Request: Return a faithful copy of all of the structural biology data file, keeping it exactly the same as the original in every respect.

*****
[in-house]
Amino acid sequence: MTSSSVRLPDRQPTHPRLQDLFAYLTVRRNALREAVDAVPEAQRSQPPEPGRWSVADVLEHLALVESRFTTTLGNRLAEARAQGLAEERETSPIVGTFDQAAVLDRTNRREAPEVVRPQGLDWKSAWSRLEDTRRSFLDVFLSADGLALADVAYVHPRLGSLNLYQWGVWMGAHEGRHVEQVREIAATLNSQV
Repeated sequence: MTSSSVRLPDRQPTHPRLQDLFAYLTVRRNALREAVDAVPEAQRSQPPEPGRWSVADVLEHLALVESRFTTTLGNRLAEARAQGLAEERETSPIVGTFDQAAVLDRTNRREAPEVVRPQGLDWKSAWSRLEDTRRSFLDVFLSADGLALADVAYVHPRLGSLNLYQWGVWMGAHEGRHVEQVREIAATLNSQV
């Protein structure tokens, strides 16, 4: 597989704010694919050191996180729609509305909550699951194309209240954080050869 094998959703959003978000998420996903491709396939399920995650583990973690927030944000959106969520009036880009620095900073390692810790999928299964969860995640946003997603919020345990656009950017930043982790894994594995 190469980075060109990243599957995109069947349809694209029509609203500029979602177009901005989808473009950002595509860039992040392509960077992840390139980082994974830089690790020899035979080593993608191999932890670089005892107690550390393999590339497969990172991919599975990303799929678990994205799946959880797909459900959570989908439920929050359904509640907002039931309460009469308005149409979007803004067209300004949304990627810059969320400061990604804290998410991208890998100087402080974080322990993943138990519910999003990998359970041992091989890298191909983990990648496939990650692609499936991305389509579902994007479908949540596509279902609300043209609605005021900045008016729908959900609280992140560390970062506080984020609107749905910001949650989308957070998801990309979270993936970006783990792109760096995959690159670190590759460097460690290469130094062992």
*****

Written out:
[in-house]
Amino acid sequence: MTSSSVRLPDRQPTHPRLQDLFAYLTVRRNALREAVDAVPEAQRSQPPEPGRWSVADVLEHLALVESRFTTTLGNRLAEARAQGLAEERETSPIVGTFDQAAVLDRTNRREAPEVVRPQGLDWKSAWSRLEDTRRSFLDVFLSADGLALADVAYVHPRLGSLNLYQWGVWMGAHEGRHVEQVREIAATLNSQV
Repeated sequence: MTSSSVRLPDRQPTHPRLQDLFAYLTVRRNALREAVDAVPEAQRSQPPEPGRWSVADVLEHLALVESRFTTTLGNRLAEARAQGLAEERETSPIVGTFDQAAVLDRTNRREAPEVVRPQGLDWKSAWSRLEDTRRSFLDVFLSADGLALADVAYVHPRLGSLNLYQWGVWMGAHEGRHVEQVREIAATLNSQV
């Protein structure tokens, strides 16, 4: 597989704010694919050191996180729609509305909550699951194309209240954080050869 094998959703959003978000998420996903491709396939399920995650583990973690927030944000959106969520009036880009620095900073390692810790999928299964969860995640946003997603919020345990656009950017930043982790894994594995 190469980075060109990243599957995109069947349809694209029509609203500029979602177009901005989808473009950002595509860039992040392509960077992840390139980082994974830089690790020899035979080593993608191999932890670089005892107690550390393999590339497969990172991919599975990303799929678990994205799946959880797909459900959570989908439920929050359904509640907002039931309460009469308005149409979007803004067209300004949304990627810059969320400061990604804290998410991208890998100087402080974080322990993943138990519910999003990998359970041992091989890298191909983990990648496939990650692609499936991305389509579902994007479908949540596509279902609300043209609605005021900045008016729908959900609280992140560390970062506080984020609107749905910001949650989308957070998801990309979270993936970006783990792109760096995959690159670190590759460097460690290469130094062992």